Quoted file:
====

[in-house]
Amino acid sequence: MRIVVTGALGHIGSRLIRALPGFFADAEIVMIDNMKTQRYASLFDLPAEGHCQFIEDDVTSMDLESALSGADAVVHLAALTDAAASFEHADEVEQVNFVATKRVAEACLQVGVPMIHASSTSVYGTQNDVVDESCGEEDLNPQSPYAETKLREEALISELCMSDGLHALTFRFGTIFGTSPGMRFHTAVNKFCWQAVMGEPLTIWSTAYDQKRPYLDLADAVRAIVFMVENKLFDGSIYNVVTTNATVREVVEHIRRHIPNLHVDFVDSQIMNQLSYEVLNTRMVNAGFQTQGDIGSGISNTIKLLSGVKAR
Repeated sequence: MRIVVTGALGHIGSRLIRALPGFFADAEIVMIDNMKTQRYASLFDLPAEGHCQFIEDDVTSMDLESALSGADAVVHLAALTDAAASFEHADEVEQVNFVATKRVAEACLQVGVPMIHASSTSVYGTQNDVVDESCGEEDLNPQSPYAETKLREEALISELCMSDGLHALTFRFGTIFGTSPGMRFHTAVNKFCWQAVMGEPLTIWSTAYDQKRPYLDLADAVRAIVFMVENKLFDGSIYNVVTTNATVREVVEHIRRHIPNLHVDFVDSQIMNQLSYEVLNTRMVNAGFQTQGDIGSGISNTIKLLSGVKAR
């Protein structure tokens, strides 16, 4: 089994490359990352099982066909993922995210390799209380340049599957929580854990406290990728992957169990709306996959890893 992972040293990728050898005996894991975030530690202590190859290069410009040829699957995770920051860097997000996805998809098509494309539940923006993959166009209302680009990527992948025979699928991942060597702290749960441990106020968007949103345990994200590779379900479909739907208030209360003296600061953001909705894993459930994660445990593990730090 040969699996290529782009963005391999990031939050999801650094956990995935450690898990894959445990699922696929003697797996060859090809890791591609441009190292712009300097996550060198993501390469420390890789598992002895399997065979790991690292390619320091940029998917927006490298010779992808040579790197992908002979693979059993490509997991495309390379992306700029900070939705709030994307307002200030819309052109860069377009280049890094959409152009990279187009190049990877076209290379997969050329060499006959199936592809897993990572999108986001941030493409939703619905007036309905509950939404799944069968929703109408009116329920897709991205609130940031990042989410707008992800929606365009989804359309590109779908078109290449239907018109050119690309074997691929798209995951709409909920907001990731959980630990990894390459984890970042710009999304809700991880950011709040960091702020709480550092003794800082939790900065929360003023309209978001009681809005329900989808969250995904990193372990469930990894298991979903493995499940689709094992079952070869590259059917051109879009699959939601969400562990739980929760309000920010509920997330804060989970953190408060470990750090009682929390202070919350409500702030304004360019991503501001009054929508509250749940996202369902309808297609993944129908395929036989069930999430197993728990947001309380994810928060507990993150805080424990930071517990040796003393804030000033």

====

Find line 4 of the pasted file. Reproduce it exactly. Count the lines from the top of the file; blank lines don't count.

């Protein structure tokens, strides 16, 4: 089994490359990352099982066909993922995210390799209380340049599957929580854990406290990728992957169990709306996959890893 992972040293990728050898005996894991975030530690202590190859290069410009040829699957995770920051860097997000996805998809098509494309539940923006993959166009209302680009990527992948025979699928991942060597702290749960441990106020968007949103345990994200590779379900479909739907208030209360003296600061953001909705894993459930994660445990593990730090 040969699996290529782009963005391999990031939050999801650094956990995935450690898990894959445990699922696929003697797996060859090809890791591609441009190292712009300097996550060198993501390469420390890789598992002895399997065979790991690292390619320091940029998917927006490298010779992808040579790197992908002979693979059993490509997991495309390379992306700029900070939705709030994307307002200030819309052109860069377009280049890094959409152009990279187009190049990877076209290379997969050329060499006959199936592809897993990572999108986001941030493409939703619905007036309905509950939404799944069968929703109408009116329920897709991205609130940031990042989410707008992800929606365009989804359309590109779908078109290449239907018109050119690309074997691929798209995951709409909920907001990731959980630990990894390459984890970042710009999304809700991880950011709040960091702020709480550092003794800082939790900065929360003023309209978001009681809005329900989808969250995904990193372990469930990894298991979903493995499940689709094992079952070869590259059917051109879009699959939601969400562990739980929760309000920010509920997330804060989970953190408060470990750090009682929390202070919350409500702030304004360019991503501001009054929508509250749940996202369902309808297609993944129908395929036989069930999430197993728990947001309380994810928060507990993150805080424990930071517990040796003393804030000033």